Telecommunications giant AT&T is facing a disability discrimination lawsuit related to a long-term disability situation. This blog has discussed a variety of issues that have arisen in terms of disability discrimination and the requirement under the Americans with Disabilities Act that generally requires employers to provide reasonable accommodations for disabled workers. Similarly, this blog has reported issues that can arise under the Family and Medical leave Act.
Fort Lauderdale FMLA claims lawyers know that federal law generally provides that mid-size and larger companies must provide up to 12 weeks unpaid leave for medical reasons to workers who qualify under the law. However, the AT&T worker sought, and received, an extended paid medical leave of absence to seek interferon treatment for Hepatitis C.
The medical leave was not necessarily related to any FMLA claim. The worker notes in her lawsuit, that in the absence of the treatment, her disease could eventually have been fatal.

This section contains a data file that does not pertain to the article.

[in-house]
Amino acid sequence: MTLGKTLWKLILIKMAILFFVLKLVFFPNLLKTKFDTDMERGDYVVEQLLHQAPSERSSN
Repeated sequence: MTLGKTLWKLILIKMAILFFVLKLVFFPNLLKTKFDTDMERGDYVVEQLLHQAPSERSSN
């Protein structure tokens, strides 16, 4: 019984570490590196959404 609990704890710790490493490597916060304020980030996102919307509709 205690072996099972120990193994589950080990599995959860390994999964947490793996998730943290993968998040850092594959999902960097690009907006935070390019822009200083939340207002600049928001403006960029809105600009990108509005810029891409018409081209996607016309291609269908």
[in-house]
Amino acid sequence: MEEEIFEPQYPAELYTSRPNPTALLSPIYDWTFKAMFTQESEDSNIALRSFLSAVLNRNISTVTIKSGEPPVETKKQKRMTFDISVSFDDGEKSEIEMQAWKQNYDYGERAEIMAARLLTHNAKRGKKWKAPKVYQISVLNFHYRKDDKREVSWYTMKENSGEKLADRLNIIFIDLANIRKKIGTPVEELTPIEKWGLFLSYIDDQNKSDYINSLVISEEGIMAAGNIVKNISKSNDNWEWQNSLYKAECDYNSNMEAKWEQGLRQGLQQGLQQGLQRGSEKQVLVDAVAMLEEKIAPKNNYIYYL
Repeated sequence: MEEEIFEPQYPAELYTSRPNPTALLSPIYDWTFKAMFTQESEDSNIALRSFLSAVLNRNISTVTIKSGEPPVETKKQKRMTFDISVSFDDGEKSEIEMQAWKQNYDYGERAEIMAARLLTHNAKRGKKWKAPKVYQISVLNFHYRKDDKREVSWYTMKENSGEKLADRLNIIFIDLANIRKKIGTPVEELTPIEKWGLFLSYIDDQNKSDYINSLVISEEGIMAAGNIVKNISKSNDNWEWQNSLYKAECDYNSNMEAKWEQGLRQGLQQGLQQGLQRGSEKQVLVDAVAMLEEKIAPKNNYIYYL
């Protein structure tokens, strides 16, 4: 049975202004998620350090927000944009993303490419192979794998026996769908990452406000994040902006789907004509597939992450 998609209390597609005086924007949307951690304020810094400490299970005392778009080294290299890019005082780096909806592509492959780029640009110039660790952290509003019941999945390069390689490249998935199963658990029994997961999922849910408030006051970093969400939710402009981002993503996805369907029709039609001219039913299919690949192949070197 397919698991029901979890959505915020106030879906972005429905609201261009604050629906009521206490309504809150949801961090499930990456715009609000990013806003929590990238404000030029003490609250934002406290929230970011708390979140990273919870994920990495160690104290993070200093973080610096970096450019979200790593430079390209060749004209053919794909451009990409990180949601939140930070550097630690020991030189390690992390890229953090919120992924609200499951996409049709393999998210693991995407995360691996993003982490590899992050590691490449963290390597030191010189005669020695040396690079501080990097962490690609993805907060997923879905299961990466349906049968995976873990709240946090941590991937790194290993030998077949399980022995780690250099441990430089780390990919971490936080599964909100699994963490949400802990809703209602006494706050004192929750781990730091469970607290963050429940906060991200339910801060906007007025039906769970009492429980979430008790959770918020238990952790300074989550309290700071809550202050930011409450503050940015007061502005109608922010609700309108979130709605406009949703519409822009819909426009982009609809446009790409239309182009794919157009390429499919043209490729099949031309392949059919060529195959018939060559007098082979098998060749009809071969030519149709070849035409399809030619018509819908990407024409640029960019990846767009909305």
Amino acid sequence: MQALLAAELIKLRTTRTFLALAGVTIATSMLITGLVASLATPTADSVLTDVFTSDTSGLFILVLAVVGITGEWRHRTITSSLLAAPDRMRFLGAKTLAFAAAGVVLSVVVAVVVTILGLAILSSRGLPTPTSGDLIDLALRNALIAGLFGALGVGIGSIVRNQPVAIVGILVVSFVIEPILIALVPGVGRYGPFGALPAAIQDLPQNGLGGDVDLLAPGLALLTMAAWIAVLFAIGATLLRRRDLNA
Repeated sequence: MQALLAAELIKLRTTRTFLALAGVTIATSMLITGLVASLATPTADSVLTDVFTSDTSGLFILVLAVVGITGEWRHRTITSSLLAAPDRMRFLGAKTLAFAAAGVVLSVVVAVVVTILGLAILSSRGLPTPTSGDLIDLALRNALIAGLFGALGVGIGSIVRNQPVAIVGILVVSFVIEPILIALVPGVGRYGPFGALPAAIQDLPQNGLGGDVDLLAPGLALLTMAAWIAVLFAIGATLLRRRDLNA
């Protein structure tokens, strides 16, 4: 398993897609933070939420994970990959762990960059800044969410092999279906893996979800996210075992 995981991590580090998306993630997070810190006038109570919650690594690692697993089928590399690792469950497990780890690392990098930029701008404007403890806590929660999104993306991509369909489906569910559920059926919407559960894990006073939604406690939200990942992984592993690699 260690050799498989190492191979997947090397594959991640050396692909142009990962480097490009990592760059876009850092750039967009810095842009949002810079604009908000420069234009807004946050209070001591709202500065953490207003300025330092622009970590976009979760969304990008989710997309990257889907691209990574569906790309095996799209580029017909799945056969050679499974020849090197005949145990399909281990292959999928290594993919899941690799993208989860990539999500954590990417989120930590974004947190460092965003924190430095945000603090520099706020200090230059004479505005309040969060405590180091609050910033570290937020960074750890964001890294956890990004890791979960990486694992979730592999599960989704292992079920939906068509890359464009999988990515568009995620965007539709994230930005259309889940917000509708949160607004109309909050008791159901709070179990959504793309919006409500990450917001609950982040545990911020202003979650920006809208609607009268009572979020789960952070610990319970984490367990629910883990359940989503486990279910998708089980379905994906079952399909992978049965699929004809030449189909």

The worker obtained the finite long-term disability paid leave of absence and remained on that leave from June 24, 2010 to Oct. 24, 2010. In October, her doctor provided to positive any joyous news that the life-saving treatment had been successful. The doctor authorized the worker to return to work with no restrictions.
AT&T decided that the worker's use of the company approved medical leave violated the no-fault attendance policy. Two days after the 16-year AT&T customer service veteran came back from approved medical leave, the company fired hr for violating the attendance policy.
The EEOC says that the firing was done in violation of the reasonable accommodations provision of the ADA. The current disability discrimination lawsuit says that AT&T should have made the approved long-term medical leave exempt from its attendance policy as a reasonable accommodation for the disabled worker to seek life-saving medical treatment.
An EEOC in the district where the lawsuit has been filed says that, "The very essence of reasonable accommodation is making exceptions to hard-and-fast rules in circumstances like this when to do so causes no undue hardship to the employer - and failing to do so might cause grave harm."
Source: EEOC, "EEOC Sues AT&T for Disability Discrimination," Mar. 29, 2012